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NEWS
by TARA REILLY | January 19, 2006
tarar@herald-mail.com WASHINGTON COUNTY - The month of March tends to be when things happen for longtime Washington County Highway Director Ted Wolford. He was born on March 9, 1937. He began working for the county on March 10, 1969, and he married his wife, Patricia, on March 5, 1981. March 1 of this year will mark another notable event for Wolford: He will be spending his first day as a retiree, after nearly 37 years as a county employee. Wolford, 68, said Wednesday by phone he is retiring at the end of February.
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NEWS
by TARA REILLY | November 16, 2005
Two Washington County Commissioners and a number of county employees received flu shots Tuesday. Human Resources Director Dee Hawbaker said 310 to 320 employees signed up for the shots, but how many actually received them wasn't available as of late Tuesday afternoon. Commissioners James F. Kercheval and John C. Munson received shots during a quick break from a commissioners meeting Tuesday. Hawbaker said the shots were available at the Highway Department, County Administration Building and the Department of Water Quality.
NEWS
By TARA REILLY | October 26, 2005
tarar@herald-mail.com Washington County's public works director on Tuesday asked that a management position in the Highway Department be restored, but the County Commissioners didn't show much interest. Public Works Director Gary Rohrer proposed that the Highway Department deputy director post, which has been vacant for the last five years, be filled at an annual salary of $60,000. He said the position has been vacant because of funding constraints. According to a written statement from Rohrer to the commissioners, the department is now in a "strong financial position" to support the position.
NEWS
by TARA REILLY | August 11, 2004
13 employees complete courses Thirteen Washington County employees completed a series of management courses offered by the Washington County Training Office and Hagerstown Community College. The program, Going for the Gold, offers employee development courses in government management and support. It is designed to improve skills, knowledge and abilities, according to county information. The employees who completed the program receive certification in Government Supervisory Management or Office Support Management.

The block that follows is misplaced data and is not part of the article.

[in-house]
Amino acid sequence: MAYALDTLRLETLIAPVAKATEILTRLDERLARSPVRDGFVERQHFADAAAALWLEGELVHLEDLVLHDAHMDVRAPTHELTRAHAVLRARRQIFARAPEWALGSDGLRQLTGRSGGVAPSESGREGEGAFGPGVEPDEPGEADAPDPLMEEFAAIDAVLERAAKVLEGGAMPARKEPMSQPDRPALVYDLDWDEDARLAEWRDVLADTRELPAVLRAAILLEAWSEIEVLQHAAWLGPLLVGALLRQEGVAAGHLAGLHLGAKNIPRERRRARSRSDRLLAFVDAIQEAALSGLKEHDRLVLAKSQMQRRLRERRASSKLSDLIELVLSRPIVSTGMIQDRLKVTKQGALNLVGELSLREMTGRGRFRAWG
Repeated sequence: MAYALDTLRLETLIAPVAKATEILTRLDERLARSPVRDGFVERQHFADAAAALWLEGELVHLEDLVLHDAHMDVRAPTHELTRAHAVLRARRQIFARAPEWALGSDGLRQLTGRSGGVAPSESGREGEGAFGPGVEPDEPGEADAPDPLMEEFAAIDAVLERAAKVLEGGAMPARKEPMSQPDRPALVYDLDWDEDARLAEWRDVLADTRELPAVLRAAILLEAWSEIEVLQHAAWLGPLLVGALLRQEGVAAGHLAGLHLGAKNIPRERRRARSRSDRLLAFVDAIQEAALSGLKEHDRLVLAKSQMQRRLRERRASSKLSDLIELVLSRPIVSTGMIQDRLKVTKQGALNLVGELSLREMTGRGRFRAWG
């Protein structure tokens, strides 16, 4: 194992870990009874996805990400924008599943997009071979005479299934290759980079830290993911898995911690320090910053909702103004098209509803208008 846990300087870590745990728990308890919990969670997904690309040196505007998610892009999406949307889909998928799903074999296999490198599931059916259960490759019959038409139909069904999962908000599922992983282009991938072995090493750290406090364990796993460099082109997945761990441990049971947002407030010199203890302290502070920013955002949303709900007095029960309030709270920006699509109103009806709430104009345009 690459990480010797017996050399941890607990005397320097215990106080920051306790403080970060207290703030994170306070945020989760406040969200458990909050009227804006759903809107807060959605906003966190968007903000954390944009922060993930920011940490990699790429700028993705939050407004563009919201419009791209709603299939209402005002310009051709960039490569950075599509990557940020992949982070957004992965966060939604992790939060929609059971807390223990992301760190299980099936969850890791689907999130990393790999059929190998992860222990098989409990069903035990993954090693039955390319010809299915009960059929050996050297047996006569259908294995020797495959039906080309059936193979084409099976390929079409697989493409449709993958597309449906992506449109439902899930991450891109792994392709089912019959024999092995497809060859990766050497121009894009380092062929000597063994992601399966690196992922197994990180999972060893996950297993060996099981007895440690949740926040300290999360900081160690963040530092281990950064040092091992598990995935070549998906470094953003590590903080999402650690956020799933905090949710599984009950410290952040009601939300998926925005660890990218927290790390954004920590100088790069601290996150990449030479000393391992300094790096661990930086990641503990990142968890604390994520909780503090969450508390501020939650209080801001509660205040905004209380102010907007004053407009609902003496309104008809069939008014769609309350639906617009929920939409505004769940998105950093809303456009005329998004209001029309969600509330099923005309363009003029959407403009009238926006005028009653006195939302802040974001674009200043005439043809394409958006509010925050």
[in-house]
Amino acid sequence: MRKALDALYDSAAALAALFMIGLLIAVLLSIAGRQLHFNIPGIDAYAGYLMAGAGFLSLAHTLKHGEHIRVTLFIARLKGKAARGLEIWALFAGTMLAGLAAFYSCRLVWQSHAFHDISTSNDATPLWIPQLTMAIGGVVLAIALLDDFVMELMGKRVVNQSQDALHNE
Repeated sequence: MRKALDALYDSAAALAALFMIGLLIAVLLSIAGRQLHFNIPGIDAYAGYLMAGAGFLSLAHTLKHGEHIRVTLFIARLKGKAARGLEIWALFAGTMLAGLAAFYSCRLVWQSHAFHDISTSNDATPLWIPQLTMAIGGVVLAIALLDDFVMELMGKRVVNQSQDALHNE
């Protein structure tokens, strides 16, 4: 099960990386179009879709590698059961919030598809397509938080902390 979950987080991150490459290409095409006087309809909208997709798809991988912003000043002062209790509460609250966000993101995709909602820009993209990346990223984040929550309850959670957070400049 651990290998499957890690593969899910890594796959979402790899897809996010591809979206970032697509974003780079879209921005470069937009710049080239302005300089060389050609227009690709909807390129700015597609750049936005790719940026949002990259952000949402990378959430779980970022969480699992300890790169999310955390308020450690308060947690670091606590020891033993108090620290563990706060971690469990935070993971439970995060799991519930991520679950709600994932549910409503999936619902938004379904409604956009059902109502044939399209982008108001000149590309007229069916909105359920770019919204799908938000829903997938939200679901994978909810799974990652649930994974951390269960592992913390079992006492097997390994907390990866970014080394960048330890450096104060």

NEWS
by TARA REILLY | April 18, 2003
The State Highway Administration on Monday will begin a $1.1 million project to improve the intersection of U.S. 40 at Md. 63, which is Huyetts Crossroads, Spokesman David Buck said Wednesday. The project includes adding right turn lanes in both directions, resurfacing the road, drainage improvements and new traffic signals. Buck said the project is slated to last 120 days and should be completed by the end of the year. Shoulder and lane closings may occur along U.S. 40 and Md. 63 (Spielman Road)
NEWS
by TARA REILLY | February 26, 2003
tarar@herald-mail.com WASHINGTON COUNTY - Washington County highway officials said Tuesday they have slashed more than $1.1 million from the department's proposed fiscal year 2004 budget to help make up for $2.3 million in state cuts. The budget also takes $700,000 from reserves and $513,532 from county capital improvement money to cover the shortfall. Highway Director Ted Wolford told the Washington County Commissioners that the department's fleet management fund took the brunt of the cuts, with $641,056 being shaved from the account.
NEWS
by TARA REILLY | January 22, 2003
tarar@herald-mail.com The Washington County Commissioners found out Friday they're facing nearly $5 million in state funding cuts under Maryland Gov. Robert Ehrlich's proposed 2004 state budget. County Administrator Rodney Shoop said Tuesday the county would be forced to pare its operating budget if the proposed state cuts stand or are increased. Commissioner John C. Munson said it's likely the county would have to reduce its work force to make up for the state cuts.
NEWS
by DAVE McMILLION | December 18, 2002
charlestown@herald-mail.com CHARLES TOWN - The widening of W.Va. 9 from two to four lanes from Charles Town south to the Virginia state line has been halted until two federal lawsuits challenging the design of that segment of the road have been resolved, officials said Tuesday. The West Virginia Division of Highways has agreed to stop work on the segment of the highway project because of issues raised in the lawsuits about how the new highway would affect the Shenandoah River and Belvedere Farm, a National Historic Register property south of Charles Town.
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